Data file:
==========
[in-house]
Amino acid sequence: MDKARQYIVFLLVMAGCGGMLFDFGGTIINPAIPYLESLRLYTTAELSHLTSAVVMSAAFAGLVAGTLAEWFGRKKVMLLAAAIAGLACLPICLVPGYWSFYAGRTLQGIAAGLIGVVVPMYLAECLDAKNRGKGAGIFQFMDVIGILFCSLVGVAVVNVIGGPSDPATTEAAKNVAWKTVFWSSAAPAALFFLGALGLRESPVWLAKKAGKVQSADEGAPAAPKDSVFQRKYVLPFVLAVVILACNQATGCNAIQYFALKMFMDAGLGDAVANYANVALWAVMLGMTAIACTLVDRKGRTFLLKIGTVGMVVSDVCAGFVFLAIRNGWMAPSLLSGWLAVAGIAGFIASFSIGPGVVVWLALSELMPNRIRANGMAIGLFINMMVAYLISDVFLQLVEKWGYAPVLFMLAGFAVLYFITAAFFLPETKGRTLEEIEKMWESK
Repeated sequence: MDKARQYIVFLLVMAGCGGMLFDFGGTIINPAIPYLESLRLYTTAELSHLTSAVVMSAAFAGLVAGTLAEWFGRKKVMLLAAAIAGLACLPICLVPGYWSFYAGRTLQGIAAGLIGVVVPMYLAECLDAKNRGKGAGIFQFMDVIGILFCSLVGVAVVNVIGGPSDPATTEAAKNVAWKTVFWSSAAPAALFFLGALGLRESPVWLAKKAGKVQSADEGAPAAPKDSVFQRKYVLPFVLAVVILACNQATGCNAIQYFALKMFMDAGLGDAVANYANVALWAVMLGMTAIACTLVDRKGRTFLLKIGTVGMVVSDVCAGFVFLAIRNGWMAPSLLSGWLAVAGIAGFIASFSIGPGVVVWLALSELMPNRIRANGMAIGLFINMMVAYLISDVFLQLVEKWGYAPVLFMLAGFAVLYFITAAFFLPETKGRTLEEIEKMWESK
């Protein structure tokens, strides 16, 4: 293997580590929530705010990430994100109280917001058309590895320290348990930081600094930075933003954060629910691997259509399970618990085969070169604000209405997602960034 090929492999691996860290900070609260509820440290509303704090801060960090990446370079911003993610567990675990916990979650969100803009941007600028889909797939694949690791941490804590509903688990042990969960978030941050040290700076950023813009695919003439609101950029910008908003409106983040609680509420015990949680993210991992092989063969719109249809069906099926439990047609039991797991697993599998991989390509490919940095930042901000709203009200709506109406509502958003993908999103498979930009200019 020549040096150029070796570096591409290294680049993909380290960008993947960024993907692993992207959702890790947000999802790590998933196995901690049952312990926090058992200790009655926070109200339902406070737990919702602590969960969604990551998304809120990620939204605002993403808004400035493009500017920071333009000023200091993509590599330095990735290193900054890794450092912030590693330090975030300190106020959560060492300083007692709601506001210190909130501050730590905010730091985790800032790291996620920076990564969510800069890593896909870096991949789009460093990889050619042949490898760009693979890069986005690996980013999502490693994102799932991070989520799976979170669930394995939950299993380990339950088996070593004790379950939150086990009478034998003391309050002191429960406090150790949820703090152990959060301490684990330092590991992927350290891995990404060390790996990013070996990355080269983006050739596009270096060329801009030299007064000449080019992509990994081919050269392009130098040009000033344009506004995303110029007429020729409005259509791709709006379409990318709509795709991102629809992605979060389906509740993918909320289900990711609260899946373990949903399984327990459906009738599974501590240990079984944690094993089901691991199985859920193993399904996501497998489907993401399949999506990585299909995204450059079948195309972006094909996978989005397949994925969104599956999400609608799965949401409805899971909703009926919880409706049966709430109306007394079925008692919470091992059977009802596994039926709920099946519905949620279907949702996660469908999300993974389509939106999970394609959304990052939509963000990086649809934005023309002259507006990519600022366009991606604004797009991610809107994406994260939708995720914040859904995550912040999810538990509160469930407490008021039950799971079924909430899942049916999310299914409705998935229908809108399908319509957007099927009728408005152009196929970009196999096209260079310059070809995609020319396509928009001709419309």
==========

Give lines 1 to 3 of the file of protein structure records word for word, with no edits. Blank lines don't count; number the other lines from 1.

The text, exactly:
[in-house]
Amino acid sequence: MDKARQYIVFLLVMAGCGGMLFDFGGTIINPAIPYLESLRLYTTAELSHLTSAVVMSAAFAGLVAGTLAEWFGRKKVMLLAAAIAGLACLPICLVPGYWSFYAGRTLQGIAAGLIGVVVPMYLAECLDAKNRGKGAGIFQFMDVIGILFCSLVGVAVVNVIGGPSDPATTEAAKNVAWKTVFWSSAAPAALFFLGALGLRESPVWLAKKAGKVQSADEGAPAAPKDSVFQRKYVLPFVLAVVILACNQATGCNAIQYFALKMFMDAGLGDAVANYANVALWAVMLGMTAIACTLVDRKGRTFLLKIGTVGMVVSDVCAGFVFLAIRNGWMAPSLLSGWLAVAGIAGFIASFSIGPGVVVWLALSELMPNRIRANGMAIGLFINMMVAYLISDVFLQLVEKWGYAPVLFMLAGFAVLYFITAAFFLPETKGRTLEEIEKMWESK
Repeated sequence: MDKARQYIVFLLVMAGCGGMLFDFGGTIINPAIPYLESLRLYTTAELSHLTSAVVMSAAFAGLVAGTLAEWFGRKKVMLLAAAIAGLACLPICLVPGYWSFYAGRTLQGIAAGLIGVVVPMYLAECLDAKNRGKGAGIFQFMDVIGILFCSLVGVAVVNVIGGPSDPATTEAAKNVAWKTVFWSSAAPAALFFLGALGLRESPVWLAKKAGKVQSADEGAPAAPKDSVFQRKYVLPFVLAVVILACNQATGCNAIQYFALKMFMDAGLGDAVANYANVALWAVMLGMTAIACTLVDRKGRTFLLKIGTVGMVVSDVCAGFVFLAIRNGWMAPSLLSGWLAVAGIAGFIASFSIGPGVVVWLALSELMPNRIRANGMAIGLFINMMVAYLISDVFLQLVEKWGYAPVLFMLAGFAVLYFITAAFFLPETKGRTLEEIEKMWESK